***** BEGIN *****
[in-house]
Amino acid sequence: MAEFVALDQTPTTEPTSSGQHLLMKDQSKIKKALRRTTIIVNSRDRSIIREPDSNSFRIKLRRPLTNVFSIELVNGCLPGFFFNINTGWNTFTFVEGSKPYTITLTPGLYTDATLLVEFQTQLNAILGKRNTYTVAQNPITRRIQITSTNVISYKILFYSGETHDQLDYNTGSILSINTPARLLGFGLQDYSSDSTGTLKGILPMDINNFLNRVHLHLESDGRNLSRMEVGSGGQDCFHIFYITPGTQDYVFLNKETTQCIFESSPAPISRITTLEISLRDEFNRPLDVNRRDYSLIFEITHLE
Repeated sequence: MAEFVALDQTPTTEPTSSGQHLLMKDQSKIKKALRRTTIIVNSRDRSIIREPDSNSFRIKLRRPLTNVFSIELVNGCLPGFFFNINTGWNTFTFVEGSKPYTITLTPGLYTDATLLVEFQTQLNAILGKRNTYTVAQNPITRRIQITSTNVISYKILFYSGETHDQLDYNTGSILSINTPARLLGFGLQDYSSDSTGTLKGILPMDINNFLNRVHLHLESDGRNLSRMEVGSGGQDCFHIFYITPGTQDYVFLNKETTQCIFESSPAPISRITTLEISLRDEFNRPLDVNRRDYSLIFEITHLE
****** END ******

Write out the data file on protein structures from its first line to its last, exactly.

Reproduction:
[in-house]
Amino acid sequence: MAEFVALDQTPTTEPTSSGQHLLMKDQSKIKKALRRTTIIVNSRDRSIIREPDSNSFRIKLRRPLTNVFSIELVNGCLPGFFFNINTGWNTFTFVEGSKPYTITLTPGLYTDATLLVEFQTQLNAILGKRNTYTVAQNPITRRIQITSTNVISYKILFYSGETHDQLDYNTGSILSINTPARLLGFGLQDYSSDSTGTLKGILPMDINNFLNRVHLHLESDGRNLSRMEVGSGGQDCFHIFYITPGTQDYVFLNKETTQCIFESSPAPISRITTLEISLRDEFNRPLDVNRRDYSLIFEITHLE
Repeated sequence: MAEFVALDQTPTTEPTSSGQHLLMKDQSKIKKALRRTTIIVNSRDRSIIREPDSNSFRIKLRRPLTNVFSIELVNGCLPGFFFNINTGWNTFTFVEGSKPYTITLTPGLYTDATLLVEFQTQLNAILGKRNTYTVAQNPITRRIQITSTNVISYKILFYSGETHDQLDYNTGSILSINTPARLLGFGLQDYSSDSTGTLKGILPMDINNFLNRVHLHLESDGRNLSRMEVGSGGQDCFHIFYITPGTQDYVFLNKETTQCIFESSPAPISRITTLEISLRDEFNRPLDVNRRDYSLIFEITHLE